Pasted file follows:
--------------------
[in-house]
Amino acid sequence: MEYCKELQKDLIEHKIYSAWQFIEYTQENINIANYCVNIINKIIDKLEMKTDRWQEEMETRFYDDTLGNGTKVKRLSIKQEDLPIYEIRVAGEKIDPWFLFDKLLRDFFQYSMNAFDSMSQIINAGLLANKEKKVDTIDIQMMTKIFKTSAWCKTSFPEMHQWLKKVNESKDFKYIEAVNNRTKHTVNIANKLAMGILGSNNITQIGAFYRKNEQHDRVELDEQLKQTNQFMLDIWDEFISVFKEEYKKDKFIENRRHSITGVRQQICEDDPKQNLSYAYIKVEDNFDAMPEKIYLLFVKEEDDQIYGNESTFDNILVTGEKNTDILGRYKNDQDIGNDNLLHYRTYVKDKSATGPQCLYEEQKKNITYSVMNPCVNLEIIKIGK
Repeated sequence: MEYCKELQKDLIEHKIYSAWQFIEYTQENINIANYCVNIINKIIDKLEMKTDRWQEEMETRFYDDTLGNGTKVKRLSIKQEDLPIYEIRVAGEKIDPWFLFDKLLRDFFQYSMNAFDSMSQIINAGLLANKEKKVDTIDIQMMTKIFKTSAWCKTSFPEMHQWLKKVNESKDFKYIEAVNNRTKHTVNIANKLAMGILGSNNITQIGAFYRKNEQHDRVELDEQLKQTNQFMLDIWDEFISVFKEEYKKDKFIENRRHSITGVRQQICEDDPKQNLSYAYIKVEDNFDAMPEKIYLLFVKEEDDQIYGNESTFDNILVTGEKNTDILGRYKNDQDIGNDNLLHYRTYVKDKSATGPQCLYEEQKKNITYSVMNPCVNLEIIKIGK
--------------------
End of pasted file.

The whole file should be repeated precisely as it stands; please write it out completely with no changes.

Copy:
[in-house]
Amino acid sequence: MEYCKELQKDLIEHKIYSAWQFIEYTQENINIANYCVNIINKIIDKLEMKTDRWQEEMETRFYDDTLGNGTKVKRLSIKQEDLPIYEIRVAGEKIDPWFLFDKLLRDFFQYSMNAFDSMSQIINAGLLANKEKKVDTIDIQMMTKIFKTSAWCKTSFPEMHQWLKKVNESKDFKYIEAVNNRTKHTVNIANKLAMGILGSNNITQIGAFYRKNEQHDRVELDEQLKQTNQFMLDIWDEFISVFKEEYKKDKFIENRRHSITGVRQQICEDDPKQNLSYAYIKVEDNFDAMPEKIYLLFVKEEDDQIYGNESTFDNILVTGEKNTDILGRYKNDQDIGNDNLLHYRTYVKDKSATGPQCLYEEQKKNITYSVMNPCVNLEIIKIGK
Repeated sequence: MEYCKELQKDLIEHKIYSAWQFIEYTQENINIANYCVNIINKIIDKLEMKTDRWQEEMETRFYDDTLGNGTKVKRLSIKQEDLPIYEIRVAGEKIDPWFLFDKLLRDFFQYSMNAFDSMSQIINAGLLANKEKKVDTIDIQMMTKIFKTSAWCKTSFPEMHQWLKKVNESKDFKYIEAVNNRTKHTVNIANKLAMGILGSNNITQIGAFYRKNEQHDRVELDEQLKQTNQFMLDIWDEFISVFKEEYKKDKFIENRRHSITGVRQQICEDDPKQNLSYAYIKVEDNFDAMPEKIYLLFVKEEDDQIYGNESTFDNILVTGEKNTDILGRYKNDQDIGNDNLLHYRTYVKDKSATGPQCLYEEQKKNITYSVMNPCVNLEIIKIGK